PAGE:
All you need to know about loaning a horse

ArticleHow to - General Equine AdviceWednesday 21 April 2010

A horse loan can be an attractive option for many equestrian enthusiasts. Buying a horse outright can end up being vastly expensive, especially once all of the other costs are taken into account after the purchase has been made. That is why loaning a horse is a fantastic option for equestrian lovers who may not have the finances or the time to care for a horse of their own. 

Whilst loaning a horse seems like an attractive option for many, it is vital that you take everything into consideration before rushing into a deal. You need to know as much about the agreement as possible in order to ensure that the process runs smoothly. 
It is important to be prepared for the legal and financial aspects of a contract in a horse loan situation. The regular payments must be kept up with, as well as any other contractual stipulations. 
Loaning  a horse - what to keep in mind
  • If you don’t have the financial resources to take outright ownership of a horse, considering horses for loan could allow you the freedom to build a relationship with a horse without committing to the significantly financial outlay of full ownership.
  • However, the terms of the agreement need to be considered very carefully. Remember, you will be entering into a legally binding agreement, so you need to make sure you have the ability to keep up with both regular payments and the terms of the contract.
  • Don’t be surprised if the owner of the horse puts your ability to look after the horse under severe scrutiny – after all, the welfare of the horse will be the primary concern. The owner is likely to ask you plenty of questions about your level of experience of horses, your knowledge of the day-to-day needs and training of the horse and will want to inspect the condition of the horse’s prospective stables.
  • When it comes to agreeing the terms of the contract, try and strike a fixed-term agreement, with an initial length that suits both parties. It’s also essential to agree an exit strategy should any problems arise with the agreement; generally it’s best to agree to one month’s notice should you want to terminate the loan.
  • You’ll also need to come to a common consensus about the permitted use of the horse. Some owners may be reluctant to grant an inexperienced borrower full permission to train and ride the horse without expert supervision. Some agreements may also consider the issue of breeding – particularly if you’re loaning a stallion.
  • Check all insurance details have been ratified before entering into a contract.
  • Finally, consider the issue of visitation rights. It’s only natural that the owner will want to visit the horse from time-to-time but it’s best to stipulate visitation terms into the contract to avoid any unwelcome disputes arising during the time span of the horse loan. A horse share scheme can only work with sensible negotiation between both parties.
So, that was the basics, now it is time to go into a bit more detail...
Put it in Writing ?
The British Horse Society strongly advocates that in all circumstances there should be a written agreement which both parties sign. Ideally, this should be drawn up by a solicitor. The object of such an agreement is to pre-empt problems and protect the interests of both parties. The agreement should be fair and reasonable, and both parties should be clear about exactly what they have agreed to.
Any agreement should not be entered into without due consideration being given to the responsibilities of both parties involved in the undertaking. It may be considered that many of the points can be taken for granted between friends, but circumstances do change and it is only sensible to be business-like and have a signed agreement to which both parties can refer.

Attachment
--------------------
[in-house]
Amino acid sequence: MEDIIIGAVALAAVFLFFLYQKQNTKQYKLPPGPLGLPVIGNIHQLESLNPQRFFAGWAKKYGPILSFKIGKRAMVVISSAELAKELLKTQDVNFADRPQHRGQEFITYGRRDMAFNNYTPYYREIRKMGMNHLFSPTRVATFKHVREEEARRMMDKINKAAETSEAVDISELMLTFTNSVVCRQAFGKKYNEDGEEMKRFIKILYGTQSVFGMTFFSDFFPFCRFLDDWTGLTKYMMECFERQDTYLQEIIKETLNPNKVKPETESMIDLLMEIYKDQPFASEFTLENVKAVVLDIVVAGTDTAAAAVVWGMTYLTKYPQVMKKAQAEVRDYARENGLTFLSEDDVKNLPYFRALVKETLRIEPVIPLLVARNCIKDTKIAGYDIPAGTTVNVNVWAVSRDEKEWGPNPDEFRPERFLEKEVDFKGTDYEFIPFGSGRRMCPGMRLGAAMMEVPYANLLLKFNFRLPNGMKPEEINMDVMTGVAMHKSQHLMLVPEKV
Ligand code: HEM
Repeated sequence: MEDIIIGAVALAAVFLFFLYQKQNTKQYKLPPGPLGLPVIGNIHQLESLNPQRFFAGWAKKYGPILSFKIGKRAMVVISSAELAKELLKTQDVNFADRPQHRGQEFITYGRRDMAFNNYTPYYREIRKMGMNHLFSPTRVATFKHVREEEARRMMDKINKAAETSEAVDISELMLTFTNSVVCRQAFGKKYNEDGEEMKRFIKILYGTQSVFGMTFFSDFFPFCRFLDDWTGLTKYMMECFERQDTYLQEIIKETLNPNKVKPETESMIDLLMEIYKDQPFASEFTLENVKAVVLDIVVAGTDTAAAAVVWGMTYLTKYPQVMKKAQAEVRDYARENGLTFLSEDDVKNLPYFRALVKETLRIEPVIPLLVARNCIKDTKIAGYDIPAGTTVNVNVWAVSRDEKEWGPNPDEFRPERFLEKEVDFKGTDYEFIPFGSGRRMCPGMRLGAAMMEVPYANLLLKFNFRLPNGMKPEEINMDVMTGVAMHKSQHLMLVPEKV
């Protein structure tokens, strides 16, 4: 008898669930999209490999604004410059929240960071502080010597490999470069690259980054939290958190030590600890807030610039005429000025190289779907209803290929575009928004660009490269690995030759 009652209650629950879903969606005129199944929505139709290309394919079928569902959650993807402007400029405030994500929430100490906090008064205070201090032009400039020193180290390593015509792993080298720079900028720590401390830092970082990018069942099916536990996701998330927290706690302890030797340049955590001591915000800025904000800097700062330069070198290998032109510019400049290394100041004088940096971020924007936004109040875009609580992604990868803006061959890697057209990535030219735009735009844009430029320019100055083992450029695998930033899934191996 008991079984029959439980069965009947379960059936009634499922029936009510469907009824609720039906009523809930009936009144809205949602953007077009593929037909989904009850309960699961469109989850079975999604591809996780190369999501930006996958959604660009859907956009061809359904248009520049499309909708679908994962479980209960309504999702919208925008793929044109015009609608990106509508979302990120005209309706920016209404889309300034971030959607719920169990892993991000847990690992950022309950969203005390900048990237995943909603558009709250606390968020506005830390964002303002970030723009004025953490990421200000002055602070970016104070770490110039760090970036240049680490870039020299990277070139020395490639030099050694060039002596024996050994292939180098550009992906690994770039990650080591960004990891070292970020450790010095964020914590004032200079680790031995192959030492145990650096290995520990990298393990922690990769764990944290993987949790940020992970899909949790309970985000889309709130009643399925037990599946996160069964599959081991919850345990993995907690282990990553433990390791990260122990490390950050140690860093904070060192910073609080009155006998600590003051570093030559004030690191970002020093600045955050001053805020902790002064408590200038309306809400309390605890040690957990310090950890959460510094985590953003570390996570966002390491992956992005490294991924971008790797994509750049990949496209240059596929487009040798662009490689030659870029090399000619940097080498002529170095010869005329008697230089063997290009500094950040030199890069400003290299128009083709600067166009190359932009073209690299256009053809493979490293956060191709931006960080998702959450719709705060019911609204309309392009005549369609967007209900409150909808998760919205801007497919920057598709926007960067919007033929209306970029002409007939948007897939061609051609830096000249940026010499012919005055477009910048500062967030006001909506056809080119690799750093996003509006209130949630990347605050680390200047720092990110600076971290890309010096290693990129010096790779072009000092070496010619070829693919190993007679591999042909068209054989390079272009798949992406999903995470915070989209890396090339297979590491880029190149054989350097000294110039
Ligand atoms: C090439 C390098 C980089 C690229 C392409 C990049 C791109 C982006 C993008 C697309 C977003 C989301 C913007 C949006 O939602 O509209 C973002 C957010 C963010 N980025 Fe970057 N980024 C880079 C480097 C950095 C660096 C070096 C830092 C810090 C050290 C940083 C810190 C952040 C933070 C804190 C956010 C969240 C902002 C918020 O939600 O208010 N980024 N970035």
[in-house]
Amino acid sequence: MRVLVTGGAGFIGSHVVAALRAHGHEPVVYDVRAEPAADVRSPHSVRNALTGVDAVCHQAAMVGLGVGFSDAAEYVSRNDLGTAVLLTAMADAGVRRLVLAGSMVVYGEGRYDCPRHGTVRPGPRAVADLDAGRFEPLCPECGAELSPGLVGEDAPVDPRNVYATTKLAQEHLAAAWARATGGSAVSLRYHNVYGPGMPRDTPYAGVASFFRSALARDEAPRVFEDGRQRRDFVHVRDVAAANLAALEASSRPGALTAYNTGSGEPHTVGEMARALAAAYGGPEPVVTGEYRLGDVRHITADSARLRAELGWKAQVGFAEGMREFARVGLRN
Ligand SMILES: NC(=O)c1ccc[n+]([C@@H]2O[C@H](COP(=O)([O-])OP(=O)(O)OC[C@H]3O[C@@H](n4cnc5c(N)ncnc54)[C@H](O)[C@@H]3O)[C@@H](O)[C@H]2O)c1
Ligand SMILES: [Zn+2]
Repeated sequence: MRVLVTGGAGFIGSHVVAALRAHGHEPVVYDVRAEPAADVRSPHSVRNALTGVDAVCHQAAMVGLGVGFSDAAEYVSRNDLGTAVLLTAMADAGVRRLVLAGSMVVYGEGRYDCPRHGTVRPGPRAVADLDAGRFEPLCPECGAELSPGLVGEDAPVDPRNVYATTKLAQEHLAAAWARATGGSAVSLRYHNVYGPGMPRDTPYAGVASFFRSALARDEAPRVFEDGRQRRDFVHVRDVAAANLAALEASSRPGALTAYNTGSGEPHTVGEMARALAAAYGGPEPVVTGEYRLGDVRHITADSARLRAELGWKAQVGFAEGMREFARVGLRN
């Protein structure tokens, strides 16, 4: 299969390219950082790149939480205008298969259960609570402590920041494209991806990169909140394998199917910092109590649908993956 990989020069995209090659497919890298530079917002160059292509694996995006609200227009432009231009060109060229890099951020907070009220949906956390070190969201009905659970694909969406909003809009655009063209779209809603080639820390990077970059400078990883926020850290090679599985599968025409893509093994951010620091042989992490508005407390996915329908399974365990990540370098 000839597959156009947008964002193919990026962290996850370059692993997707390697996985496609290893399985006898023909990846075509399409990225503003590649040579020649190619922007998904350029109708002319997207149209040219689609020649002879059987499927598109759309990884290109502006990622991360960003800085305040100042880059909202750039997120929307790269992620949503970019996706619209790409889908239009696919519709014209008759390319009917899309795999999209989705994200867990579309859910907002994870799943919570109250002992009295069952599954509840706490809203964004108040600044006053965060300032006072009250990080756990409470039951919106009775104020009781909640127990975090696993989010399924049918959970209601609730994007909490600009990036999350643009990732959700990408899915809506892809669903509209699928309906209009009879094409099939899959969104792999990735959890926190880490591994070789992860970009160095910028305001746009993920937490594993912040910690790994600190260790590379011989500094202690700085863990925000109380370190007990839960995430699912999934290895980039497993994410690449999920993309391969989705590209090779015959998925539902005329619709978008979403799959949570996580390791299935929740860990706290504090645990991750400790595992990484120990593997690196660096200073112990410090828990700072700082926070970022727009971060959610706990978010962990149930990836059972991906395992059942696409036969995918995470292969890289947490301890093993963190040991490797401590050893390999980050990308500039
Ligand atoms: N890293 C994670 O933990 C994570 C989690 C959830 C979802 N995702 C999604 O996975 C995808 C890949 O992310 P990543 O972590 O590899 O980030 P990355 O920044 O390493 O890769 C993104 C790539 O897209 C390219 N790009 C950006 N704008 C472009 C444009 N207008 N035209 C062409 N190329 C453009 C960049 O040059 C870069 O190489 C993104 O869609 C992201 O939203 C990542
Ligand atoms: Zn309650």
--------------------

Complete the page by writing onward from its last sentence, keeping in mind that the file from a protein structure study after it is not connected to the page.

Any disagreements that may arise between the two parties must not be permitted to interfere with the minimum standards of care and general welfare of the animal involved. In such disputes the original agreement should be examined in order to clarify what was agreed at the outset of the lease or loan.
Understanding your responsibilities
Taking a horse or pony on lease or loan
Before starting to look for a horse or pony it is very important to consider the reasons for acquiring one. Unfortunately, so many owners or loanees find themselves in difficulties because they have underestimated the commitment involved in terms of cost and time or even the effect on their whole way of life. (For further information please read the BHS advisory leaflets on Buying Your First Horse and the Cost of Keeping a Horse or Pony).
Don’t take any horse or pony on loan just because it is available or ‘free’ to loan. The capital cost associated with buying a horse or pony may be alleviated by leasing or loaning, but ‘running’ costs can be high, particularly if stables are rented, or livery fees have to be met, and all feedstuffs are bought in.
As with buying a horse or pony, leasing or loaning should not be entered into lightly. You must consider the facilities and resources required to keep a horse, your riding ability and the type and suitability of the horse or pony that is available. Is the horse or pony healthy and capable of the activities you intend to pursue?
Don’t forget that you are as responsible for the animal’s health and well-being as if it were your own, and this responsibility lasts for the duration of the loan. It is unacceptable to believe that because the horse is going back to its owners soon, you don’t have to attend to its essential health care requirements.
Always ensure that you have a written agreement with the horse’s owner, even if they are a very good friend. Loaning or borrowing horses can give rise to disputes and can be a fairly sure way to lose friends. Furthermore, the contract should be mutually acceptable; don’t agree to something if you don’t intend to put it into practice. Is the contract fair and reasonable or does it bind you to impractical constraints that would reduce your enjoyment of the horse?
Leasing or loaning your horse or pony
The concept of leasing or loaning your horse, as opposed to selling it, can appear very attractive for many owners. The owner can ensure that the animal goes to, and remains at a good home, but still play a part in its future. It is particularly useful for those owners who wish the loan to be only a temporary arrangement, such as those owners who are going away to college or taking a spell abroad.